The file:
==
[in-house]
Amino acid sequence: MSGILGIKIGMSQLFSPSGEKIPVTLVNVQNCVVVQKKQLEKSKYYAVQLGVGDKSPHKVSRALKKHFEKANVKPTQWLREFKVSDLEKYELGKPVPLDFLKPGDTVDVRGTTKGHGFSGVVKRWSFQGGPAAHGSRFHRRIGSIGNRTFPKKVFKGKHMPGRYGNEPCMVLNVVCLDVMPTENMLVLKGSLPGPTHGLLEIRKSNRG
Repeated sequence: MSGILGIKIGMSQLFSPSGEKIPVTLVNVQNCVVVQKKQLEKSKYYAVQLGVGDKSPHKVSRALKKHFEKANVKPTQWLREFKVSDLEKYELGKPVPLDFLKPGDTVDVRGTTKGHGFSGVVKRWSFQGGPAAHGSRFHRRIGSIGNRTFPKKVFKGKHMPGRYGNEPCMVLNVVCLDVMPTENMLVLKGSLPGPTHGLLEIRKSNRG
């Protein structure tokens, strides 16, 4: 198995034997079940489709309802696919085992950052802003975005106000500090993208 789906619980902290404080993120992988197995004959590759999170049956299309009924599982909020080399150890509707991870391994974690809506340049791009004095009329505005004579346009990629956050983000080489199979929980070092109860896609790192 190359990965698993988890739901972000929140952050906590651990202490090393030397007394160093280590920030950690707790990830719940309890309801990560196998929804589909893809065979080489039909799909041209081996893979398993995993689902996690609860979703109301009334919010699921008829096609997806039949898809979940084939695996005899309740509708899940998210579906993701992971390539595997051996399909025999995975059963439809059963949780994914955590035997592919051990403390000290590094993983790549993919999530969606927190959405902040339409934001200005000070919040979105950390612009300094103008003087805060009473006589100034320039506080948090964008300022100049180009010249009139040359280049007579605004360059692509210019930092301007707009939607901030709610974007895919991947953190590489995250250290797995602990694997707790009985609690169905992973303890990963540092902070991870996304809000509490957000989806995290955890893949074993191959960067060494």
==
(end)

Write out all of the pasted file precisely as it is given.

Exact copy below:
[in-house]
Amino acid sequence: MSGILGIKIGMSQLFSPSGEKIPVTLVNVQNCVVVQKKQLEKSKYYAVQLGVGDKSPHKVSRALKKHFEKANVKPTQWLREFKVSDLEKYELGKPVPLDFLKPGDTVDVRGTTKGHGFSGVVKRWSFQGGPAAHGSRFHRRIGSIGNRTFPKKVFKGKHMPGRYGNEPCMVLNVVCLDVMPTENMLVLKGSLPGPTHGLLEIRKSNRG
Repeated sequence: MSGILGIKIGMSQLFSPSGEKIPVTLVNVQNCVVVQKKQLEKSKYYAVQLGVGDKSPHKVSRALKKHFEKANVKPTQWLREFKVSDLEKYELGKPVPLDFLKPGDTVDVRGTTKGHGFSGVVKRWSFQGGPAAHGSRFHRRIGSIGNRTFPKKVFKGKHMPGRYGNEPCMVLNVVCLDVMPTENMLVLKGSLPGPTHGLLEIRKSNRG
């Protein structure tokens, strides 16, 4: 198995034997079940489709309802696919085992950052802003975005106000500090993208 789906619980902290404080993120992988197995004959590759999170049956299309009924599982909020080399150890509707991870391994974690809506340049791009004095009329505005004579346009990629956050983000080489199979929980070092109860896609790192 190359990965698993988890739901972000929140952050906590651990202490090393030397007394160093280590920030950690707790990830719940309890309801990560196998929804589909893809065979080489039909799909041209081996893979398993995993689902996690609860979703109301009334919010699921008829096609997806039949898809979940084939695996005899309740509708899940998210579906993701992971390539595997051996399909025999995975059963439809059963949780994914955590035997592919051990403390000290590094993983790549993919999530969606927190959405902040339409934001200005000070919040979105950390612009300094103008003087805060009473006589100034320039506080948090964008300022100049180009010249009139040359280049007579605004360059692509210019930092301007707009939607901030709610974007895919991947953190590489995250250290797995602990694997707790009985609690169905992973303890990963540092902070991870996304809000509490957000989806995290955890893949074993191959960067060494």